Employer Faces Child Labor Criminal Charges

Note: This Employer’s Advocate column was originally published in the Amarillo Globe-News on Sunday, October 12, 2008.

This newspaper reported last month that the owner and the managers of the nation’s largest kosher meat-packing plant (Agriprocessors in Postville, Iowa) were criminally charged with more than 9000 individual counts apiece for employing children younger than 16 to handle dangerous equipment such as power saws and meat grinders. The children were also exposed to hazardous chemicals, according to the charges.

To assure that your business and you personally never get into that kind of criminal trouble, you have to educate yourself on the child labor laws.

A common trap that employers fall into with workers under 18 is to allow them to frequently drive on the job. No employee under 17 may drive a motor vehicle on public roads as part of his job. That means that you can’t use a 16-year-old to even run to the office supply store.

If your employee is 17, she can drive on the job only during daylight hours, only if she has completed a state approved driver’s education course and has no moving violations on her record at the time of hire, always wears a seatbelt and only if she spends no more than 20 percent of her time during any one workweek driving on company business.

There are other traps in the child labor laws, such as restrictions on allowing teens to work in fast-food restaurants near the meat slicers. Also, some states have even stricter laws than the federal law outlined here.

So here are the general child labor laws that you must follow: You cannot hire anyone under 14 years old, with a few exceptions for newspaper carriers, actors, and agriculture.

Fourteen- and fifteen-year-olds are restricted to 3-hour days during the school year (8 hours per day in the summer), cannot work after 7 p.m. on school nights and 9 p.m. on weekends. They can never work in hazardous jobs such as manufacturing, warehouses, loading goods from trucks, and construction, as well as those jobs prohibited for older teens.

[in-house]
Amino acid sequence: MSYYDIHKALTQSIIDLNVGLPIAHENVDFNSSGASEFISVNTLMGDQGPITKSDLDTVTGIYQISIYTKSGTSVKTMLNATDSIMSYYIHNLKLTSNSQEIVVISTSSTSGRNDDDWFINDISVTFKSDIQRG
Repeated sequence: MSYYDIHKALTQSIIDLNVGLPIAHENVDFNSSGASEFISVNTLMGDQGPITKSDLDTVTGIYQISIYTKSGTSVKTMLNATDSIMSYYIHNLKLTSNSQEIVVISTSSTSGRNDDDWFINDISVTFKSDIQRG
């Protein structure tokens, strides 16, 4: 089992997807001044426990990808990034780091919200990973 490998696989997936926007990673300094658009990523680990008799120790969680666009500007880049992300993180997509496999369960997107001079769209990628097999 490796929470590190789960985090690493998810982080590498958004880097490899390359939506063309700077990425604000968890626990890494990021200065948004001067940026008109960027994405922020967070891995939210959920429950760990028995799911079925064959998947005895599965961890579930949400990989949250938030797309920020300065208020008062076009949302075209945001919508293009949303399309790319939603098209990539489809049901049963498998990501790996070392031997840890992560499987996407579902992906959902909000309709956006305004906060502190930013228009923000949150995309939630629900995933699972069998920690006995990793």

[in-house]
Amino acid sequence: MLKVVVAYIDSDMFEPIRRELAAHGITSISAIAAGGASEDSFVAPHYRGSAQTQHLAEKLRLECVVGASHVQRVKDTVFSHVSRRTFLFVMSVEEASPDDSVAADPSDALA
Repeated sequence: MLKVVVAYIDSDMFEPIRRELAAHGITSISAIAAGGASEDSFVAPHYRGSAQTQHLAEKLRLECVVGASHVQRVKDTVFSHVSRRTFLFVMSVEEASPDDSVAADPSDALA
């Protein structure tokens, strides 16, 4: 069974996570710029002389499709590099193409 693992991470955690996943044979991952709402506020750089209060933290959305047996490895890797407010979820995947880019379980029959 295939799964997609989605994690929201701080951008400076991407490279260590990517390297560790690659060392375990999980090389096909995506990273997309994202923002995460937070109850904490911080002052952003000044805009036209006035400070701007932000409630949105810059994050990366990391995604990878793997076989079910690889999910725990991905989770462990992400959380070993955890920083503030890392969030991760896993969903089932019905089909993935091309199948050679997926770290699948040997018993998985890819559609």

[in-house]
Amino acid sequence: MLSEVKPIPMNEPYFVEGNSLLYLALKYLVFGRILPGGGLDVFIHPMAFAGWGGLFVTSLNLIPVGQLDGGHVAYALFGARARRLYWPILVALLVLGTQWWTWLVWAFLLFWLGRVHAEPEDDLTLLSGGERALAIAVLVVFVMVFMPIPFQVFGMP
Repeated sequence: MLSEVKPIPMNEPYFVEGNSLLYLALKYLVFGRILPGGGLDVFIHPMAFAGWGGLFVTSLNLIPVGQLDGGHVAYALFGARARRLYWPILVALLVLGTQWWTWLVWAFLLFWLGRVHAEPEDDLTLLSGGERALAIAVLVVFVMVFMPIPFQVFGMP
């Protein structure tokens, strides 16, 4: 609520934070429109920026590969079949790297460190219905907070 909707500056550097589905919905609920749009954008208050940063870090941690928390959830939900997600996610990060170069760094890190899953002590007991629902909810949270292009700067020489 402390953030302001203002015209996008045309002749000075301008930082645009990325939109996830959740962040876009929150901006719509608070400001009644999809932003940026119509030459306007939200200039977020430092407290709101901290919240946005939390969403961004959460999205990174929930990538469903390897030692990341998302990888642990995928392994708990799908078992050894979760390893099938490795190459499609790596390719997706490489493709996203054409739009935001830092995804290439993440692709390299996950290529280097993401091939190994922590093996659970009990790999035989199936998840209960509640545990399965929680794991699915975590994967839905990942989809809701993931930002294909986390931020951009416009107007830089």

They can work in clerical positions, baby-sit, bag and carry out groceries, clean up, prepare food and beverages (without hazardous equipment), run the cash register and wash cars.

Sixteen- and seventeen-year-olds are not restricted on their hours of work. But they cannot be involved in any of the following jobs or any other occupation, which the Secretary of Labor decides to declare particularly hazardous:

  • Occupations of motor-vehicle driver or outside helper
  • Using power-driven meat-processing machinery
  • Operating power-driven bakery machines
  • Coal mining
  • Operating paper-products machines
  • Involvement in wrecking, demolition and shipwrecking operations
  • Manufacturing brick and tile
  • Using other power tools such as circular saws, shears, metal-forming machinery, woodworking tools, and hoisting machines.
  • Roofing
  • Excavating
  • Explosives
  • Logging
  • Mining, including sand and gravel operations
  • Exposure to radiation
  • Exposure to a sexually-oriented commercial activity.

Obviously, an employer also cannot hire a minor to sell, prepare, serve or otherwise handle liquor, or even assist in doing so.

By carefully considering the job duties involved and contacting an attorney before you put a teen into any questionable job, you can avoid steep penalties from the Department of Labor of up to $10,000 for each employee or the kinds of criminal charges that Agriprocessors’ management team faces.

Leave a Reply